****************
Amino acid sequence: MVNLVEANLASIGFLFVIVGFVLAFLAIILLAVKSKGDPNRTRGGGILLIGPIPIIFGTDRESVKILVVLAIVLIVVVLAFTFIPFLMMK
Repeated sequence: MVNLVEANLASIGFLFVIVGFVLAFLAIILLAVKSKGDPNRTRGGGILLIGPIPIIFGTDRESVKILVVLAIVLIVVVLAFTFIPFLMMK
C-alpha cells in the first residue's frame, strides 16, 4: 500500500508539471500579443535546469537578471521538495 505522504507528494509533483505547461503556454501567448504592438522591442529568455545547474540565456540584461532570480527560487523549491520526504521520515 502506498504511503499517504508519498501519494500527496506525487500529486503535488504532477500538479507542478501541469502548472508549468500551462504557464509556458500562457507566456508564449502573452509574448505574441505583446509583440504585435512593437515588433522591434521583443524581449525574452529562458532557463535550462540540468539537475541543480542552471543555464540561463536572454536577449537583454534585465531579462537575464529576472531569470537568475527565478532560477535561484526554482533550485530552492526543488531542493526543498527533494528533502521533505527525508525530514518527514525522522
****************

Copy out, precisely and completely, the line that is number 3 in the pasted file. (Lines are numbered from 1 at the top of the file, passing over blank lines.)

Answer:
C-alpha cells in the first residue's frame, strides 16, 4: 500500500508539471500579443535546469537578471521538495 505522504507528494509533483505547461503556454501567448504592438522591442529568455545547474540565456540584461532570480527560487523549491520526504521520515 502506498504511503499517504508519498501519494500527496506525487500529486503535488504532477500538479507542478501541469502548472508549468500551462504557464509556458500562457507566456508564449502573452509574448505574441505583446509583440504585435512593437515588433522591434521583443524581449525574452529562458532557463535550462540540468539537475541543480542552471543555464540561463536572454536577449537583454534585465531579462537575464529576472531569470537568475527565478532560477535561484526554482533550485530552492526543488531542493526543498527533494528533502521533505527525508525530514518527514525522522